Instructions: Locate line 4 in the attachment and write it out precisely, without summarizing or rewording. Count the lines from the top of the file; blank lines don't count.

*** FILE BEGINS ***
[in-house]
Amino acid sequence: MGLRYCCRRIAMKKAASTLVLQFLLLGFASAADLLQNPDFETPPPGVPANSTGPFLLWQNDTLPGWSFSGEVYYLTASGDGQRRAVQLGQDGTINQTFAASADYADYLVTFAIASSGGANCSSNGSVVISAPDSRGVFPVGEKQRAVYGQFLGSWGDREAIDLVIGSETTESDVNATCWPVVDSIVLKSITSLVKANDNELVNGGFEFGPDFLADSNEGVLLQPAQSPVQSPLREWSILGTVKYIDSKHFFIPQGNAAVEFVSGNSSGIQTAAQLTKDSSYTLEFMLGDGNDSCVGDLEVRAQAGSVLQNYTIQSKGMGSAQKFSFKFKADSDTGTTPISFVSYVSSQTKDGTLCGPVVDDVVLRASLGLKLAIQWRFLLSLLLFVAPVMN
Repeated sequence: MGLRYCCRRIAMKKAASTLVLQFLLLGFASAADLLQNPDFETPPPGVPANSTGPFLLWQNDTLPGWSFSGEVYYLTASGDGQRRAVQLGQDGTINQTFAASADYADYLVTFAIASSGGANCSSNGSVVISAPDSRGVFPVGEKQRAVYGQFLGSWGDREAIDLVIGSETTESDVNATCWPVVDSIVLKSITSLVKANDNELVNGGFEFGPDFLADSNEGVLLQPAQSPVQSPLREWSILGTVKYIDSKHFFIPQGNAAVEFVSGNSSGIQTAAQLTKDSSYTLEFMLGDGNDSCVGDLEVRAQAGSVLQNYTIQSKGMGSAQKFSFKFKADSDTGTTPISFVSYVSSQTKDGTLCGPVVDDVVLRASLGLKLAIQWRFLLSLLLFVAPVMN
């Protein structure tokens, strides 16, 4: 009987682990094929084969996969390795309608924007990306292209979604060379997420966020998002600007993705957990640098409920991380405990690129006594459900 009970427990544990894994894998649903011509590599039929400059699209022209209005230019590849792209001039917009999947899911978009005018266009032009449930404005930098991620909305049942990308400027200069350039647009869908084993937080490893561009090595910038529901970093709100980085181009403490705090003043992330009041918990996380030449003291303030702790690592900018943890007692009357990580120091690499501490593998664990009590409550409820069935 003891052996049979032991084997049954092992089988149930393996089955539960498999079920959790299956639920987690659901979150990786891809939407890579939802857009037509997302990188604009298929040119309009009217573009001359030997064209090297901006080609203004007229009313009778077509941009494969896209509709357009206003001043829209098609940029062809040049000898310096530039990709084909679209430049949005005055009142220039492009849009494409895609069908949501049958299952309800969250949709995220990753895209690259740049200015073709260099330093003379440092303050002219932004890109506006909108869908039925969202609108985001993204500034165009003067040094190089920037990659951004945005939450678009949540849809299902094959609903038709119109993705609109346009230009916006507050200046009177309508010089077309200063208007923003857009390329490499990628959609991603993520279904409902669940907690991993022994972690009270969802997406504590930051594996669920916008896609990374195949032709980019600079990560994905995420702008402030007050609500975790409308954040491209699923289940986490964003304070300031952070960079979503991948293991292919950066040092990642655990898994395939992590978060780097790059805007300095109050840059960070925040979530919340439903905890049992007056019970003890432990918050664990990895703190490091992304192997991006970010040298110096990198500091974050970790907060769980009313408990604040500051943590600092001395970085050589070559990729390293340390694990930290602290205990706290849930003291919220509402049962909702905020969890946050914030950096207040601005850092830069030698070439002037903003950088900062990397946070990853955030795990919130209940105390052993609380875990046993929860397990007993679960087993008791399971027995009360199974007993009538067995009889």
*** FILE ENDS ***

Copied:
């Protein structure tokens, strides 16, 4: 009987682990094929084969996969390795309608924007990306292209979604060379997420966020998002600007993705957990640098409920991380405990690129006594459900 009970427990544990894994894998649903011509590599039929400059699209022209209005230019590849792209001039917009999947899911978009005018266009032009449930404005930098991620909305049942990308400027200069350039647009869908084993937080490893561009090595910038529901970093709100980085181009403490705090003043992330009041918990996380030449003291303030702790690592900018943890007692009357990580120091690499501490593998664990009590409550409820069935 003891052996049979032991084997049954092992089988149930393996089955539960498999079920959790299956639920987690659901979150990786891809939407890579939802857009037509997302990188604009298929040119309009009217573009001359030997064209090297901006080609203004007229009313009778077509941009494969896209509709357009206003001043829209098609940029062809040049000898310096530039990709084909679209430049949005005055009142220039492009849009494409895609069908949501049958299952309800969250949709995220990753895209690259740049200015073709260099330093003379440092303050002219932004890109506006909108869908039925969202609108985001993204500034165009003067040094190089920037990659951004945005939450678009949540849809299902094959609903038709119109993705609109346009230009916006507050200046009177309508010089077309200063208007923003857009390329490499990628959609991603993520279904409902669940907690991993022994972690009270969802997406504590930051594996669920916008896609990374195949032709980019600079990560994905995420702008402030007050609500975790409308954040491209699923289940986490964003304070300031952070960079979503991948293991292919950066040092990642655990898994395939992590978060780097790059805007300095109050840059960070925040979530919340439903905890049992007056019970003890432990918050664990990895703190490091992304192997991006970010040298110096990198500091974050970790907060769980009313408990604040500051943590600092001395970085050589070559990729390293340390694990930290602290205990706290849930003291919220509402049962909702905020969890946050914030950096207040601005850092830069030698070439002037903003950088900062990397946070990853955030795990919130209940105390052993609380875990046993929860397990007993679960087993008791399971027995009360199974007993009538067995009889």